A quick article search for the term "outreach" produces predictably varied results. In library literature, the term starts appearing quite frequently in the 70's in various contexts. It seemed to be en vogue in other disciplines a bit earlier on starting in the late 60's, or earlier depending on the discipline being investigated. Over time, the use of the term evolves and the frequency changes dramatically, as it does with most buzzwords.
I think one of the reasons "outreach" has stuck around for so long is because it is inherently a good idea. We should "reach out" to people - we are, after all, a public service. I am going to be very deliberate with my language in this post, because I do not want to give off the wrong impression. Much like my comments on publicity vs. promotion - I don't want my language to confuse anyone. Just because I do not like the word "outreach" does not mean I think we should stop all efforts to engage our populations, just like you shouldn't use the word "promotion" incorrectly but that doesn't mean we stop promoting the library.
I have three core problems with the term outreach:
- Qualifications of librarians to perform "outreach"
- Lack of meaningful definition
- Ability to communicate with library or non-library persons
Qualifications of an outreach professional
The sales and customer service roles are typically education (or more accurately, training) oriented. For example, a technology company may have an outreach coordinator position available that requires the employee to compile educational materials and take them to potential or newly acquired clients and help them learn about the product or service. This helps with client retention, referrals, and reviews.
Skipping ahead, the financial services positions are similar. Frequently, these positions are designed to help low income, at-risk, or otherwise disenfranchised peoples. It's designed to be a support service for those who cannot typically afford to hire a private person to conduct their financial business.
Health care and social services are also very common users of the term outreach. These services are similarly designed as the aforementioned financial services, because they are designed to help people that have a hard time helping themselves. Low income, disabled, homeless, children, domestic abuse victims, or other individuals that are incapable of seeking help from other sources for one reason or another are in desperate need of these services. Some major public libraries these days partner with the department of family services, or even hire full time social workers on staff and are actually qualified to fulfill these service needs. Librarians, however, are not qualified to provide most of the services that would fall into this category.
While the services librarians provide are beneficial to the community, they do not fit into the existing paradigm. I think librarians do offer services similar to the ones mentioned in the sales/customer services outreach job descriptions, but that would be considered a workshop or instruction - not the way librarians typically use the word outreach.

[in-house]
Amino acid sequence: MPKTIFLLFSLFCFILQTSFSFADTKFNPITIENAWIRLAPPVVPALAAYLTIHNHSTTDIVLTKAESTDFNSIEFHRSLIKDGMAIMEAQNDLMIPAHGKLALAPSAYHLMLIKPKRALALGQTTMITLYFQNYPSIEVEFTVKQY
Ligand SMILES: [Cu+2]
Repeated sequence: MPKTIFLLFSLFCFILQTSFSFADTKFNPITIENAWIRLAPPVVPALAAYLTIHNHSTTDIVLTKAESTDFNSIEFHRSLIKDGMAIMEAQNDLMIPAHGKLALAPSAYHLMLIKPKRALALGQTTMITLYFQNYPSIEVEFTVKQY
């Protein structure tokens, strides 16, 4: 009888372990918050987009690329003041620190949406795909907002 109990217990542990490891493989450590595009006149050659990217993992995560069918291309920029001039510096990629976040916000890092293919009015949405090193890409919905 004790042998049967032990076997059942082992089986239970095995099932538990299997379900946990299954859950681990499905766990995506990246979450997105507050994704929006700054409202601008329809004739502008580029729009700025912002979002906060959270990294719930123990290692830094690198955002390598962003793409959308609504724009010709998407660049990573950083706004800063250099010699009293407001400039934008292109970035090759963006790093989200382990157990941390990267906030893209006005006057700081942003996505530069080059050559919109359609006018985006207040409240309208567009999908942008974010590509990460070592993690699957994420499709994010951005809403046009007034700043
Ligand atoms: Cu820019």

Lack of Meaningful Definition
Don't get me wrong - I think those activities are ALL important - if you can tell me why.
A better use of reporting would be to start with an annual (or biennial, or whatever frequency is appropriate) marketing plan that lists several objectives. Instead of having "outreach" as a strategic activity, try pointing out specific action items.
"This year our library is going to try and achieve the following goals. 1.) Increase student attendance at workshops and programs by 15%. 2.) Increase the mobile friendliness of our website. 3.) Ensure every full time faculty member has at least one item in the institutional repository.
We will accomplish goal one with the following strategy. Increasing the publicity of our workshops using social media will help get the attention of our followers. We are going to set a budget of $10 per week for Facebook advertising to promote ads about the workshops. We will have a hashtag for each of our workshops so we can have students live tweet the workshops, and use Twitter as a way to answer questions from student participants. This way we have a great record of what questions are being asked, and students that are not attending see this activity in their twitter feeds. (Continue listing strategies) This strategy should help us improve our program and workshop attendance by 15% because of our X-number of Facebook fans and the X-number of average tweets sent from within one mile of our campus daily. This should increase our weekly attendance from an average of 100 to an average of 115. We think we can reasonably achieve this goal within 6 months.
There should be a well-reasoned, achievable, and measurable goal with an associated strategy for each. At the end of the year, I would be much more interested in reading the following report than a "summary of outreach activities."